Robert McNamara (1916-2009)
A genius organization man who became head of the World Bank, he will always be remembered as a kind of tragic figure for his role as U.S. Defense Secretary during much of the Vietnam War. McNamara later admitted publicly that he was wrong about Vietnam, earning plaudits in some circles and scorn in others. The latest and most enduring image of McNamara is probably that encapsulated in Errol Morris’s 2003 documentary The Fog of War (which also boasts an excellent Phillip Glass score).
Walter Cronkite (1916-2009)
The most iconic of all anchormen (take that Ed Morrow). Cronkite was "the most trusted man in America", but was ironically forced out of his job by CBS to make room for Dan Rather (big mistake). A New York Times columnist in his 80’s, Cronkite (a devout Episcopalian) served as chairman for The Interfaith Alliance.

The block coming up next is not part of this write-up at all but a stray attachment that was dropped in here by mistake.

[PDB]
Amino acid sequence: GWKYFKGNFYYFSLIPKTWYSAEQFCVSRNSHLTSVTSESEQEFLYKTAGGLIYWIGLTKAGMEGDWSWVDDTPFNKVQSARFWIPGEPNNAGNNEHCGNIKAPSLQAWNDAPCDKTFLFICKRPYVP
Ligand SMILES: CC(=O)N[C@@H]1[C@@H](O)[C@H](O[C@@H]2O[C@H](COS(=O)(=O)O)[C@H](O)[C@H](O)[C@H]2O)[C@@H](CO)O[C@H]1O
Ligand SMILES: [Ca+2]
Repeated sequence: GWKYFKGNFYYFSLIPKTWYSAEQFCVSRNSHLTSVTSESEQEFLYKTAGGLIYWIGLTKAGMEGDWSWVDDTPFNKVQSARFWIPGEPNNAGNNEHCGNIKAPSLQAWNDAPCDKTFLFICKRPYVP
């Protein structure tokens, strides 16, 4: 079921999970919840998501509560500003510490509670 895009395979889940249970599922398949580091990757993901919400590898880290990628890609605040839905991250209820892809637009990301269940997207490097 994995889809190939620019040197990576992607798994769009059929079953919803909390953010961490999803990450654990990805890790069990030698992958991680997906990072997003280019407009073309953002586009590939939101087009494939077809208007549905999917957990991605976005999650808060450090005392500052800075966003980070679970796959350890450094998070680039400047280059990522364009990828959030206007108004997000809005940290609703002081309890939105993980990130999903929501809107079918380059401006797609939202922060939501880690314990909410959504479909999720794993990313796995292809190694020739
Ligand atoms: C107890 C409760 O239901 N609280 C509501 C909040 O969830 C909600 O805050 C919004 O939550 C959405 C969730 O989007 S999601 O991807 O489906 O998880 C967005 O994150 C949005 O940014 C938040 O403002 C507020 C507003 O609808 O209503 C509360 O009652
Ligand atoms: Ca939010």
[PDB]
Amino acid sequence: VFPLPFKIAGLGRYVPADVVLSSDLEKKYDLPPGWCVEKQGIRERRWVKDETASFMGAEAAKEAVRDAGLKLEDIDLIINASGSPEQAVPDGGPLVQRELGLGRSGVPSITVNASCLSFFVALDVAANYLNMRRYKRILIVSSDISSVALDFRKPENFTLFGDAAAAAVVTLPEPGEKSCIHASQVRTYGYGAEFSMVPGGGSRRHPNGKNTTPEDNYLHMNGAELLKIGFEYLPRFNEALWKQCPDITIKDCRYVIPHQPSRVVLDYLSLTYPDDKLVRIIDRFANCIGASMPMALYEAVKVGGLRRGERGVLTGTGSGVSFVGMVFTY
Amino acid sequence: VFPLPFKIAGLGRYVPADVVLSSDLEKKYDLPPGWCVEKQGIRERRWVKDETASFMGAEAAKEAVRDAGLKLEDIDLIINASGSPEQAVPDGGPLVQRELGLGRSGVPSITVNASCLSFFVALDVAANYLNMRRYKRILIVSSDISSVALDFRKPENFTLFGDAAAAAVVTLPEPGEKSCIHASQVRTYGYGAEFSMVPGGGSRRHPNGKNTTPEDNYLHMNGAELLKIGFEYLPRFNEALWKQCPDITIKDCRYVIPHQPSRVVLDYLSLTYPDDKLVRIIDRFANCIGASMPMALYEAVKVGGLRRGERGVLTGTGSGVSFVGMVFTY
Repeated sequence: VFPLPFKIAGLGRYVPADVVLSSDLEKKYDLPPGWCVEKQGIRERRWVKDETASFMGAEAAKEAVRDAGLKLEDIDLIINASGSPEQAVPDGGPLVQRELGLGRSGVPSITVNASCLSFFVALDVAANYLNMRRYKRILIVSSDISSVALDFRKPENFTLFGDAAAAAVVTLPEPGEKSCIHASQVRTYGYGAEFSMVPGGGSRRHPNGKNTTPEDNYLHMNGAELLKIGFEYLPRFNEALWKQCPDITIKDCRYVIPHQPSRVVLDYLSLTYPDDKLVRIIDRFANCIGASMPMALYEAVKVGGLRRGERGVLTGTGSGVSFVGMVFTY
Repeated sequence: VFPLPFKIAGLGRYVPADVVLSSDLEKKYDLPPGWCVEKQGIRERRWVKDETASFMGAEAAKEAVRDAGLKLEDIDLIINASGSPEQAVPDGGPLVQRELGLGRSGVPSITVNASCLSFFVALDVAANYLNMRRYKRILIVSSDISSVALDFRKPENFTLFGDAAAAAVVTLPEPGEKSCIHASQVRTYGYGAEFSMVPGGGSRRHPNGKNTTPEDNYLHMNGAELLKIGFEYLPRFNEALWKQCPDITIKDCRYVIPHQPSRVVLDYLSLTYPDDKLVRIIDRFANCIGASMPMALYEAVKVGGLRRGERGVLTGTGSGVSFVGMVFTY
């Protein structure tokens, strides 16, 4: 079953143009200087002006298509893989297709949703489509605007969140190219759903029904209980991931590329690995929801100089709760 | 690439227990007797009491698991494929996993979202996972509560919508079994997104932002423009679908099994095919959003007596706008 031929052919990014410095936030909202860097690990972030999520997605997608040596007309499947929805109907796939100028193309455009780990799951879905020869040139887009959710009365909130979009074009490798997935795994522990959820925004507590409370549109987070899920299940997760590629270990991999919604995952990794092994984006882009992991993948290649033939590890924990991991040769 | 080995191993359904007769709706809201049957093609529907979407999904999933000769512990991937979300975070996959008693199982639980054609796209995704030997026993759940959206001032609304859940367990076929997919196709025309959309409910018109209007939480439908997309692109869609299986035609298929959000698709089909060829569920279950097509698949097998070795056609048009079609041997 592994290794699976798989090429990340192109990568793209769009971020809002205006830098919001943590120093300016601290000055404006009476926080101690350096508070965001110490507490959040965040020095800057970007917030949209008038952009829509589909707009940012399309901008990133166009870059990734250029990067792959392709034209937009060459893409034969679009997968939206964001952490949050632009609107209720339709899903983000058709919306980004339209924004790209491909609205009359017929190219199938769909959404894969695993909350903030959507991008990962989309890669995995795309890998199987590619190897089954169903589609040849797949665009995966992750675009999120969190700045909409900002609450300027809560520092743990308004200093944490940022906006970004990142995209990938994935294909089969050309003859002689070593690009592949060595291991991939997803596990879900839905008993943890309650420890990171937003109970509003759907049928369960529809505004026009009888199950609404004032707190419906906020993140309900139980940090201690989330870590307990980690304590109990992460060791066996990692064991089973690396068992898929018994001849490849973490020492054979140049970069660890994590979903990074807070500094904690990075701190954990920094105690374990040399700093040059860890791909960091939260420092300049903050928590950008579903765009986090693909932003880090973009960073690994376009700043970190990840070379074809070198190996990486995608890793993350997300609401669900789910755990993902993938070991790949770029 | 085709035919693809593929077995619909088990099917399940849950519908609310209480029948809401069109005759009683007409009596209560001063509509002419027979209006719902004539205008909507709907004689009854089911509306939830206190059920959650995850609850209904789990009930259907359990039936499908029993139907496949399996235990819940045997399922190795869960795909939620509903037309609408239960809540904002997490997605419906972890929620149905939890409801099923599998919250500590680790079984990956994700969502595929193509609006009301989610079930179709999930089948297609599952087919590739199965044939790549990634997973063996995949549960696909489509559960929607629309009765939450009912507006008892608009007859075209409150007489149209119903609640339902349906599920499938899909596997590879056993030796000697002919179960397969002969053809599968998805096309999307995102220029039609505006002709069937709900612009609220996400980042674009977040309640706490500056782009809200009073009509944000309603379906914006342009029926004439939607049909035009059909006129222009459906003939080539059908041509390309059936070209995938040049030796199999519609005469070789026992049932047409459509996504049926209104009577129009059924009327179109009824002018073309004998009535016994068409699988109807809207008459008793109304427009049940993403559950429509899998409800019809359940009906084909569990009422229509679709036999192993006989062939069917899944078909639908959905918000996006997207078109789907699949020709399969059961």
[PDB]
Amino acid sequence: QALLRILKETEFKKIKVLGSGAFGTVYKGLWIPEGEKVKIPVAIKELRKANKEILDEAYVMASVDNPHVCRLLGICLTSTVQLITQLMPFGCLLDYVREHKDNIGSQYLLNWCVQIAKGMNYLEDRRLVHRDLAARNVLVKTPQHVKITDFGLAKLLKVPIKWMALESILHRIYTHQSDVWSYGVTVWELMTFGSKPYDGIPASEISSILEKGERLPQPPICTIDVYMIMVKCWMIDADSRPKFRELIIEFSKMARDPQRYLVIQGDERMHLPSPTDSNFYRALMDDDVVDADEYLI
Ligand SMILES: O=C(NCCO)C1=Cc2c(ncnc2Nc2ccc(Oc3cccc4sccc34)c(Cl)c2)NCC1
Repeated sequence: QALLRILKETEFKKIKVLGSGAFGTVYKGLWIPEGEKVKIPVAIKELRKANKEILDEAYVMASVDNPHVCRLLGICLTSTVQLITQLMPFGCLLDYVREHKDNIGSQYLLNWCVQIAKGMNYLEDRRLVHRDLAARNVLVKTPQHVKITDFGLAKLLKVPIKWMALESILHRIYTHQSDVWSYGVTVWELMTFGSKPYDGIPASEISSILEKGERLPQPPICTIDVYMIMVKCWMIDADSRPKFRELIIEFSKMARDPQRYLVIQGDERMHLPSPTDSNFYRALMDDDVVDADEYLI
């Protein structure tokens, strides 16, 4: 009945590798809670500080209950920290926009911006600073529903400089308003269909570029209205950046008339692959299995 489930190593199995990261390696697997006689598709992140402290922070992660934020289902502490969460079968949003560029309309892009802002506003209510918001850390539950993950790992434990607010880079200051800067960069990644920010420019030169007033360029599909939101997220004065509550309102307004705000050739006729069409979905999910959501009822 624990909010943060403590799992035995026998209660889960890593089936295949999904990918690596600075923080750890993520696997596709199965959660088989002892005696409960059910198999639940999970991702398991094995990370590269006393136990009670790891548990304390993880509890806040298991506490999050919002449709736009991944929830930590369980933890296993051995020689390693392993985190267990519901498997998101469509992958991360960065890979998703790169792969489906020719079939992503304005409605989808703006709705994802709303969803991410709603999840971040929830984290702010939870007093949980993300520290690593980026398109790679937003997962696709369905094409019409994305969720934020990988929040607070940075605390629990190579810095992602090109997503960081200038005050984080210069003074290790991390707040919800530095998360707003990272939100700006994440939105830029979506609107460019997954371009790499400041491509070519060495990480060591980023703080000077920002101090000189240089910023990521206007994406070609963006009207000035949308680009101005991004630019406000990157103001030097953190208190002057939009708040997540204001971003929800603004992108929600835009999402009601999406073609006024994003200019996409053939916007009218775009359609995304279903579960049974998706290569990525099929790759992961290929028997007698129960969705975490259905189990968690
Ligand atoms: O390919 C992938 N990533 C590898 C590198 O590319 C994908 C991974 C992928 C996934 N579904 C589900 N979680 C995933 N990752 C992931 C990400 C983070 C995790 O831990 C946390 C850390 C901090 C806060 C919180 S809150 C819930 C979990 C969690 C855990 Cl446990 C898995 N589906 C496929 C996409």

Eunice Kennedy Shriver (1921-2009)
The Kennedy sister who helped found The Special Olympics (the latest of which was held here in Boise). Wife of Sargent Shriver, first director of The Peace Corps and 1972 Democratic vice presidential candidate (one of two).
Robert Novak (1931-2009)
He seemed to attract controversy fairly regularly, and whether you love it or hate it, he was influential in the creation of the current format of cable news (so you probably hate him). He did have a sense of humor though and I appricate the title of his last book: Prince of Darkness: Fifty Years Reporting in Washington. Novak died from the brian cancer he’d been fighting for roughly a year.
Don Hewitt (1922-2009)
Another grand old man of the news, only here focused on the production side as the creator of 60 minutes. A major influence on the life of Mike Wallace.